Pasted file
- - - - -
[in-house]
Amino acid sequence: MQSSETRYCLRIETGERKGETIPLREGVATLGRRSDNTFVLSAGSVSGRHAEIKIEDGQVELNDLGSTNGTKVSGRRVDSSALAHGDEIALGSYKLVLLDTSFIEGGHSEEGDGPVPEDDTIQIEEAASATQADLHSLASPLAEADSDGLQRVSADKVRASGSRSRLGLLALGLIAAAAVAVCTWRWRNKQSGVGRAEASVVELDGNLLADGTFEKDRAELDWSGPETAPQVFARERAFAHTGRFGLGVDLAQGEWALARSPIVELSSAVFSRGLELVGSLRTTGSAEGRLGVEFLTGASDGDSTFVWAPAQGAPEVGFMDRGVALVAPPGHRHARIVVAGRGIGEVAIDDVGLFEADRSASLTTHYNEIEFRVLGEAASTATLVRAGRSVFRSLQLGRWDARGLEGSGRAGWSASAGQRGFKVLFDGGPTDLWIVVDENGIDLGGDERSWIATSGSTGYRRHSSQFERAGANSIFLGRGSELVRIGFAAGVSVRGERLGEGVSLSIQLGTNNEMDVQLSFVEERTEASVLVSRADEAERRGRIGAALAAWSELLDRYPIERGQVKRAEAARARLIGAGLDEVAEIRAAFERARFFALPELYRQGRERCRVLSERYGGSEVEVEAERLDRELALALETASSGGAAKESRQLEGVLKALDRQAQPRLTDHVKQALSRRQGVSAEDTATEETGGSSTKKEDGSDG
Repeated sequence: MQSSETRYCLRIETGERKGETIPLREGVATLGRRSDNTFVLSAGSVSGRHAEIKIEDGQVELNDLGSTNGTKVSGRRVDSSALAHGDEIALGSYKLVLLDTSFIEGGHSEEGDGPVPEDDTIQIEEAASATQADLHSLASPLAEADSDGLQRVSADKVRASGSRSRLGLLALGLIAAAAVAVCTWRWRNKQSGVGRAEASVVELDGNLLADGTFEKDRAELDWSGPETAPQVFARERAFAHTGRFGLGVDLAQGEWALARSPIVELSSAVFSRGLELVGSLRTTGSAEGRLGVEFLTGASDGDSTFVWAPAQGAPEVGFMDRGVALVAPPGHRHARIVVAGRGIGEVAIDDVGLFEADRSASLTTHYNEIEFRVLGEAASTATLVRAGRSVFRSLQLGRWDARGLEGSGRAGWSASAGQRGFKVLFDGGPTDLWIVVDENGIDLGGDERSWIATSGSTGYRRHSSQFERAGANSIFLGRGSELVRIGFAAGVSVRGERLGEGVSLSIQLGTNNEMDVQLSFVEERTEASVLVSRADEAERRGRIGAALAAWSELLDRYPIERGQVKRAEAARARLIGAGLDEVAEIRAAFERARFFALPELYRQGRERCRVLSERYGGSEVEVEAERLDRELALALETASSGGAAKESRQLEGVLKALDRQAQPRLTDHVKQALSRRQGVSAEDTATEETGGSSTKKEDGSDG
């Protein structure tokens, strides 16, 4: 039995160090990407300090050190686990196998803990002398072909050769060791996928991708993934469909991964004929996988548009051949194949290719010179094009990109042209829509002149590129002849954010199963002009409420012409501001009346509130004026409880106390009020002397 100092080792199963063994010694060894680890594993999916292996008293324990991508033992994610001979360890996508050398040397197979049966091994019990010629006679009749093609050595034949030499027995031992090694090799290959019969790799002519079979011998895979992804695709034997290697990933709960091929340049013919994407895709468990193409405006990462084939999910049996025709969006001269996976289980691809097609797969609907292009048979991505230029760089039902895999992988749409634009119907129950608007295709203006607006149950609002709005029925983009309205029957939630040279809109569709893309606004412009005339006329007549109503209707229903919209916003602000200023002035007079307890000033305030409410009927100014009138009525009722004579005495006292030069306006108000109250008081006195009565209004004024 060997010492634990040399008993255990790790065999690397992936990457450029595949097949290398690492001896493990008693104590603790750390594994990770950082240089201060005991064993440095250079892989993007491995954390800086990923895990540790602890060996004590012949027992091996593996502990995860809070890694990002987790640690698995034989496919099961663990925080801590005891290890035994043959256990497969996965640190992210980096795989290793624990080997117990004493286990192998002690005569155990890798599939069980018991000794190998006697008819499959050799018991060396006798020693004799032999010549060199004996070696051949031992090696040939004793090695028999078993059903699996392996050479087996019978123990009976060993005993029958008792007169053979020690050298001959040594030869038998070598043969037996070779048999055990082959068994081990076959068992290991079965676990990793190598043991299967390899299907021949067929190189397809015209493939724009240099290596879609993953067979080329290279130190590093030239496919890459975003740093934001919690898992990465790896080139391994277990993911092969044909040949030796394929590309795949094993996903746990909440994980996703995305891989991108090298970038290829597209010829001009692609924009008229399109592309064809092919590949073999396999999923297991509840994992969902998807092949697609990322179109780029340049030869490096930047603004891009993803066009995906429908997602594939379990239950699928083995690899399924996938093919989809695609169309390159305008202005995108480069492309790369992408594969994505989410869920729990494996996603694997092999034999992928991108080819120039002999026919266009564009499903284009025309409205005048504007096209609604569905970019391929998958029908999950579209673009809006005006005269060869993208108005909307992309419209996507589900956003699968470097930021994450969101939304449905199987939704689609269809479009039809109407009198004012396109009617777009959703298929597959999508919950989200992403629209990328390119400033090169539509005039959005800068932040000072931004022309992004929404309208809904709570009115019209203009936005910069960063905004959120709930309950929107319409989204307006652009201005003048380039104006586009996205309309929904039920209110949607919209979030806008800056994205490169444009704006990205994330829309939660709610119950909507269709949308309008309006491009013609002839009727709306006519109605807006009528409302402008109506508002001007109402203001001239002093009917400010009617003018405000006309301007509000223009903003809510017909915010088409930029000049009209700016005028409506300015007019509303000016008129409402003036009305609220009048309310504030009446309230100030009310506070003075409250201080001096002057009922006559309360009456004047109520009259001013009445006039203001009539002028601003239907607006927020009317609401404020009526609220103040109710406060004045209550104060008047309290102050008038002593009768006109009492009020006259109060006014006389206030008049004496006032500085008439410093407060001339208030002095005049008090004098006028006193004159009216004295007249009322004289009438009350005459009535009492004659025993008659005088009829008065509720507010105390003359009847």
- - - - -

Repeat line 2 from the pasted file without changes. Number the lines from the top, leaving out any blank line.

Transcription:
Amino acid sequence: MQSSETRYCLRIETGERKGETIPLREGVATLGRRSDNTFVLSAGSVSGRHAEIKIEDGQVELNDLGSTNGTKVSGRRVDSSALAHGDEIALGSYKLVLLDTSFIEGGHSEEGDGPVPEDDTIQIEEAASATQADLHSLASPLAEADSDGLQRVSADKVRASGSRSRLGLLALGLIAAAAVAVCTWRWRNKQSGVGRAEASVVELDGNLLADGTFEKDRAELDWSGPETAPQVFARERAFAHTGRFGLGVDLAQGEWALARSPIVELSSAVFSRGLELVGSLRTTGSAEGRLGVEFLTGASDGDSTFVWAPAQGAPEVGFMDRGVALVAPPGHRHARIVVAGRGIGEVAIDDVGLFEADRSASLTTHYNEIEFRVLGEAASTATLVRAGRSVFRSLQLGRWDARGLEGSGRAGWSASAGQRGFKVLFDGGPTDLWIVVDENGIDLGGDERSWIATSGSTGYRRHSSQFERAGANSIFLGRGSELVRIGFAAGVSVRGERLGEGVSLSIQLGTNNEMDVQLSFVEERTEASVLVSRADEAERRGRIGAALAAWSELLDRYPIERGQVKRAEAARARLIGAGLDEVAEIRAAFERARFFALPELYRQGRERCRVLSERYGGSEVEVEAERLDRELALALETASSGGAAKESRQLEGVLKALDRQAQPRLTDHVKQALSRRQGVSAEDTATEETGGSSTKKEDGSDG